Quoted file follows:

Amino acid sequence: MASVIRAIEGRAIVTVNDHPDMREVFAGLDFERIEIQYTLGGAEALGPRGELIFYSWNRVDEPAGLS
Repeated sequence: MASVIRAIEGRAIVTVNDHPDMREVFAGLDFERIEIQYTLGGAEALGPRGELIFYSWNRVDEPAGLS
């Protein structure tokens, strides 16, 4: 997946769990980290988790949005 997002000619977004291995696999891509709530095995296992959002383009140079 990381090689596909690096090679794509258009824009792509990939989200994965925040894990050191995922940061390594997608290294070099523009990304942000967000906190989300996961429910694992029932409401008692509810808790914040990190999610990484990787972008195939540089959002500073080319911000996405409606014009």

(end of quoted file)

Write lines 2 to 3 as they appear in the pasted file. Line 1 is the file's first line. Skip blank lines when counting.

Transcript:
Repeated sequence: MASVIRAIEGRAIVTVNDHPDMREVFAGLDFERIEIQYTLGGAEALGPRGELIFYSWNRVDEPAGLS
């Protein structure tokens, strides 16, 4: 997946769990980290988790949005 997002000619977004291995696999891509709530095995296992959002383009140079 990381090689596909690096090679794509258009824009792509990939989200994965925040894990050191995922940061390594997608290294070099523009990304942000967000906190989300996961429910694992029932409401008692509810808790914040990190999610990484990787972008195939540089959002500073080319911000996405409606014009």